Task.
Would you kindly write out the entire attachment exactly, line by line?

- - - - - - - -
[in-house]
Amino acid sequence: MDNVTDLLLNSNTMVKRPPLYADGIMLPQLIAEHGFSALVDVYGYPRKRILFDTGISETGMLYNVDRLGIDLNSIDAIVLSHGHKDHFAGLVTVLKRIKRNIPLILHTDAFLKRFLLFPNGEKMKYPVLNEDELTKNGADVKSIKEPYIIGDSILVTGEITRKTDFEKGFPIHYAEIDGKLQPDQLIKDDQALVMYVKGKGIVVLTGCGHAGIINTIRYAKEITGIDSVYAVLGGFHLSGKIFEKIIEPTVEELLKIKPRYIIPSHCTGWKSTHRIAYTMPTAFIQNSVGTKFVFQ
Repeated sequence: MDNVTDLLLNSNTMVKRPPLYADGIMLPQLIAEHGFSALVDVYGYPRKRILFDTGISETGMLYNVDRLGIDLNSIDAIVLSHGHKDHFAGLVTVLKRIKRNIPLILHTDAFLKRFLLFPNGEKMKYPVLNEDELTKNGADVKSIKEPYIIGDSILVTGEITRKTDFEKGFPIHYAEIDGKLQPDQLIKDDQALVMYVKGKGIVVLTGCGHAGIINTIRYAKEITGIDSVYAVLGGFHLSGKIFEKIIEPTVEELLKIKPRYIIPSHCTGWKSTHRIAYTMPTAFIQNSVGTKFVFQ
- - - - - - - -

[in-house]
Amino acid sequence: MDNVTDLLLNSNTMVKRPPLYADGIMLPQLIAEHGFSALVDVYGYPRKRILFDTGISETGMLYNVDRLGIDLNSIDAIVLSHGHKDHFAGLVTVLKRIKRNIPLILHTDAFLKRFLLFPNGEKMKYPVLNEDELTKNGADVKSIKEPYIIGDSILVTGEITRKTDFEKGFPIHYAEIDGKLQPDQLIKDDQALVMYVKGKGIVVLTGCGHAGIINTIRYAKEITGIDSVYAVLGGFHLSGKIFEKIIEPTVEELLKIKPRYIIPSHCTGWKSTHRIAYTMPTAFIQNSVGTKFVFQ
Repeated sequence: MDNVTDLLLNSNTMVKRPPLYADGIMLPQLIAEHGFSALVDVYGYPRKRILFDTGISETGMLYNVDRLGIDLNSIDAIVLSHGHKDHFAGLVTVLKRIKRNIPLILHTDAFLKRFLLFPNGEKMKYPVLNEDELTKNGADVKSIKEPYIIGDSILVTGEITRKTDFEKGFPIHYAEIDGKLQPDQLIKDDQALVMYVKGKGIVVLTGCGHAGIINTIRYAKEITGIDSVYAVLGGFHLSGKIFEKIIEPTVEELLKIKPRYIIPSHCTGWKSTHRIAYTMPTAFIQNSVGTKFVFQ